NFL: York’s 49ers not quite your Walsh’s 49ers
By Cam Inman
Contra Costa Times
A decade ago, the San Francisco 49ers had Bill Walsh running their personnel department.
Then the York ownership turned that job over to unproven Terry Donahue, and then unproven Mike Nolan, and then unproven Scot McCloughan, and now (drum roll, please) unproven Trent Baalke.
It has not been a smooth decade. It has never been rockier than right now.
“We’ve been prepared for this,” 49ers president Jed York said on a media conference call Monday, five days after news broke that McCloughan was out as general manager.
Prepared? Of course. Personnel czars don’t last long under this ownership. They’re prepared to change them out as frequently as engine oil. It’s not a recommended trend for an NFL franchise that has only one playoff win in the past decade, however.
“I haven’t decided if we’re going to have a general manager,” York added.
He hasn’t decided?
But he’s been prepared for this. Sure. All is well.
Everyone should have been prepared for York’s barrage of non-disclosing quotes regarding McCloughan’s status. He repeatedly invoked the “private personnel decision” amendment, straight from the Settlements-’R-Us playbook.
York opened Monday’s call announcing that McCloughan was no longer the general manager. York’s final words were appropriate ones, as they addressed the quarterback situation.
Therein lies the link to the 49ers’ decade of instability. They haven’t found themselves a true franchise quarterback since Jeff Garcia — Walsh’s import from the Canadian Football League—got jettisoned after the 2003 season.
Things may have been different if Donahue hadn’t relied on seventh-round draft picks to replace Garcia. Ditto, if Nolan (and/or McCloughan) had made shrewder quarterback choices, whether it could have meant picking Aaron Rodgers over Alex Smith, or pulling the trigger on a major trade for a quarterback.
A Pro Bowl quarterback can solve any team’s ills. The 49ers haven’t had one of those or even one winning season since their 2002 playoff run.
York insists Smith will succeed for them in 2010, even though Smith’s contract says he can go succeed elsewhere in 2011.
“Alex is our guy. He’s our quarterback,” York said. “We believe in Alex. Coach (Mike) Singletary believes in Alex. I think he’s always said he believes in Alex.”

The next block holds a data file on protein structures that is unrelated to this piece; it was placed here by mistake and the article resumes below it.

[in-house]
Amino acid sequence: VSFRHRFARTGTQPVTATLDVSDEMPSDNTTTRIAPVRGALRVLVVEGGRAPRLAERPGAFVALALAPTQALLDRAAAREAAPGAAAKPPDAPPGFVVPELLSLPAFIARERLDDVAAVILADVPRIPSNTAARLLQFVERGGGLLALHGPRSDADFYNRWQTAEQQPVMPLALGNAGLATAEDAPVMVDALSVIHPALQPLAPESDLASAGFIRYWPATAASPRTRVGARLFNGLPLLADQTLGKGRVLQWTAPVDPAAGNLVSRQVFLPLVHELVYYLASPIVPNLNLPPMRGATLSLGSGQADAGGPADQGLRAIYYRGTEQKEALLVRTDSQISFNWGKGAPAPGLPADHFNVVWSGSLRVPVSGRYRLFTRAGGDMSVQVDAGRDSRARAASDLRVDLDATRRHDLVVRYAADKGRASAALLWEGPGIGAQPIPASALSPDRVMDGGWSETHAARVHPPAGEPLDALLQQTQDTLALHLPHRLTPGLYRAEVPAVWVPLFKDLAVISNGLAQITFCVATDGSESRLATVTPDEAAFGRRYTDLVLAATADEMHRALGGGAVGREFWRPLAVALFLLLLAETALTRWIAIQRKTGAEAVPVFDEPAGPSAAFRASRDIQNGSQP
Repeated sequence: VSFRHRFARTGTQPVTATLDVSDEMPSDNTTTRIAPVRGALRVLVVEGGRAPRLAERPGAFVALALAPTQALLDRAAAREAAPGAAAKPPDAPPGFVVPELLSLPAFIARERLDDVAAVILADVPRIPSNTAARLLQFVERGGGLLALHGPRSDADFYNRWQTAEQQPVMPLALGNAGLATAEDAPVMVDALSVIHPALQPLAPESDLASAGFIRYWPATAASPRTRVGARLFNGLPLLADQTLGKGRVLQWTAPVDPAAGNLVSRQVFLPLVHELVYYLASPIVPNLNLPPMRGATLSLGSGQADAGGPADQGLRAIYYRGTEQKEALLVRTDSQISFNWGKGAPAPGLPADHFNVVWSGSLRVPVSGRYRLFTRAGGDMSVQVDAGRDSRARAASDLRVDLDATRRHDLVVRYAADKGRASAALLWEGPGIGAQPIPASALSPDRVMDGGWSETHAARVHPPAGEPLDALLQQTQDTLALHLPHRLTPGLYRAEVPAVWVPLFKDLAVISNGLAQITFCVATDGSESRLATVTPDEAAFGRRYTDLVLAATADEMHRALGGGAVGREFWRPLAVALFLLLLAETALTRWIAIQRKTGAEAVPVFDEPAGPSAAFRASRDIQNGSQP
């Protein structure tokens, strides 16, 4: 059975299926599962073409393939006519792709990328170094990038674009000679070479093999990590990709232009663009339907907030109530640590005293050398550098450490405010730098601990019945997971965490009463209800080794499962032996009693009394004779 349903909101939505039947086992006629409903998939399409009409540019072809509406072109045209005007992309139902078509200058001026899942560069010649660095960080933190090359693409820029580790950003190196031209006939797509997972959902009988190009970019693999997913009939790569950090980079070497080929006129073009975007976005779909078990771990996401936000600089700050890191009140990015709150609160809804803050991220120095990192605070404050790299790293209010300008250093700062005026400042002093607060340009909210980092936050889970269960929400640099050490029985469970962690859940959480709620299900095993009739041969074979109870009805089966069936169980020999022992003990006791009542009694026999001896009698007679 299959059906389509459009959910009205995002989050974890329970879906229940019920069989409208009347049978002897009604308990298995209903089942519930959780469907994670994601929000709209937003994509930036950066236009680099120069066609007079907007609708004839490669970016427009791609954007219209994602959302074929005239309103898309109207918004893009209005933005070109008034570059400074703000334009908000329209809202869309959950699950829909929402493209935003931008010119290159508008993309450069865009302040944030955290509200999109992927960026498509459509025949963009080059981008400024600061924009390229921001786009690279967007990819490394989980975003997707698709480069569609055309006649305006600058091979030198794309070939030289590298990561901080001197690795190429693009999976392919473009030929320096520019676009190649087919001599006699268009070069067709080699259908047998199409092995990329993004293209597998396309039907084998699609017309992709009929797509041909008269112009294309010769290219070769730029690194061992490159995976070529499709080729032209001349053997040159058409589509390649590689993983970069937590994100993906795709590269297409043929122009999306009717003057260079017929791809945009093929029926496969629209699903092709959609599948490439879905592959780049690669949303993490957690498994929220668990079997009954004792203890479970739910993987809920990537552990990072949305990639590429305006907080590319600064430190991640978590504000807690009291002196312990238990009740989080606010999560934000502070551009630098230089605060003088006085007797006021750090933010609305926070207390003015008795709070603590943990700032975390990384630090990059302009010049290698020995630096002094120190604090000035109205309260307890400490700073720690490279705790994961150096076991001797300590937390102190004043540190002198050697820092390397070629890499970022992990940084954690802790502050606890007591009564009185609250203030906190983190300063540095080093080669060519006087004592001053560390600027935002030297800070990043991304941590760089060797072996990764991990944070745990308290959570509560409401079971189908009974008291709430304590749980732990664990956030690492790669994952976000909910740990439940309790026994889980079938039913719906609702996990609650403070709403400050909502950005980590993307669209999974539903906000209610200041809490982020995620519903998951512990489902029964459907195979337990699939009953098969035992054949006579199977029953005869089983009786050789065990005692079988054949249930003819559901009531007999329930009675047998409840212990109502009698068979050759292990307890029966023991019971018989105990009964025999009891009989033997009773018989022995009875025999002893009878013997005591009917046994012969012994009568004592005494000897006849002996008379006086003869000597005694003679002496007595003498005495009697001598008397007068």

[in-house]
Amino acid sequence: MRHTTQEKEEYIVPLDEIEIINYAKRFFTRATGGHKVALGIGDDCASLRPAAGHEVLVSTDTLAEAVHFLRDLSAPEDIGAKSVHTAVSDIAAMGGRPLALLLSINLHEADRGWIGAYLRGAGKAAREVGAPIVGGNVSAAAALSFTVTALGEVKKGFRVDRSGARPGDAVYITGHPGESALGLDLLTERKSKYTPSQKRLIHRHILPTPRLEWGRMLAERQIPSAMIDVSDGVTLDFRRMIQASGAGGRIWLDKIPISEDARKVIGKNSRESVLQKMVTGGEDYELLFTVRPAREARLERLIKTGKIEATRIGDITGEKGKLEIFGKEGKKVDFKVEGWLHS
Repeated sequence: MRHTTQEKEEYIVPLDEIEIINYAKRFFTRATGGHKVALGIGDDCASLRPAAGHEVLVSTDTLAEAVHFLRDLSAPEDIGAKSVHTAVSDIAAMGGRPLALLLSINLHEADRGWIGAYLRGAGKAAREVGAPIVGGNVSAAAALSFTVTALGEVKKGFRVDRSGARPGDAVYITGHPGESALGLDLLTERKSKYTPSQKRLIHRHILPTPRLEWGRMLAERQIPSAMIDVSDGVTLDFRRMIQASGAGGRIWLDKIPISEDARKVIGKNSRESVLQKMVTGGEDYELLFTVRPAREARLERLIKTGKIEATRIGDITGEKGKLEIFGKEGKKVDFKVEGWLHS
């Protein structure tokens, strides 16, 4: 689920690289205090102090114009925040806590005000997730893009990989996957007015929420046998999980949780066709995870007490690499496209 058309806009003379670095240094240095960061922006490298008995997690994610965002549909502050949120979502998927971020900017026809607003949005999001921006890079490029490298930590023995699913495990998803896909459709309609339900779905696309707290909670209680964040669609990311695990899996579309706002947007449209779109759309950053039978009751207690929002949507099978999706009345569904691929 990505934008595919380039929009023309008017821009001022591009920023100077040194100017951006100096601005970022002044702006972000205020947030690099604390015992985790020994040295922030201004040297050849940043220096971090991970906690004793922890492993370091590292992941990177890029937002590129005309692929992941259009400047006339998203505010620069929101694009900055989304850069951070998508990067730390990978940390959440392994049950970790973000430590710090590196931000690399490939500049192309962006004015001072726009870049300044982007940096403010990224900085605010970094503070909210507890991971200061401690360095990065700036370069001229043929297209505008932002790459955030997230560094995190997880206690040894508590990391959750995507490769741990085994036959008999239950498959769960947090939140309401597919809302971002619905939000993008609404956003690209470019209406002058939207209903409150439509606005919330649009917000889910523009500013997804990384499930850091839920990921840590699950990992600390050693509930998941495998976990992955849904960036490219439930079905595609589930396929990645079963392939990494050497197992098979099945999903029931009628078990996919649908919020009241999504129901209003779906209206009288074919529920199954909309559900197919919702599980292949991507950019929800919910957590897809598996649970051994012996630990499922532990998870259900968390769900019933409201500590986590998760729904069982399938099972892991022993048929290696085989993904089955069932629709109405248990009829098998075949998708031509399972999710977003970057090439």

Let’s pause here to remind 49ers patrons that Singletary started last season with Shaun Hill before summoning Smith from the bullpen in October.
“It’s great (Smith) has continuity with the offensive coordinator. When you have weapons around him with Crab (wide receiver Michael Crabtree), with Vernon (Davis, their Pro Bowl tight end), with Frank (Gore, their workhorse running back), Alex is poised to have a good season for us and we’re excited Alex is our quarterback.”
All four of those guys arrived under McCloughan’s watch. He was doing something right.
And what will be McCloughan’s legacy?
“You’d have to ask him,” York responded.
Apparently McCloughan did enough wrong things—whether it had to do with his personal life or inner-office politics—that York insisted it was time to summon their next personnel chef, and Baalke is the lucky guy (and probable short-timer if 49ers history is any indication).
If this draft goes awry, York has made sure that McCloughan can serve as its scapegoat.
That’s because neither York, Singletary nor contract whiz Paraag Marathe will take on added responsibilities with McCloughan’s role.
“The one thing I’ll promise you is I will never be the general manager and Paraag is not going to be the general manager,” York said.
That sounds swell, until you realize Al Davis’ job title isn’t that of “general manager” but he still oversees all of the Raiders’ moves.
Baalke is in charge of that draft board, which York claimed is 90 to 95 percent set.
All of which leaves enough wiggle room — 5 to 10 percent—in which the 49ers could have used a veteran personnel man to step in and provide sage guidance.
If the 49ers were truly prepared, York would have installed a longtime, proven voice on the payroll and in the front office to help in such matters They are without that man. They are without a general manager. They are without a successful quarterback. These are the Yorks’ 49ers.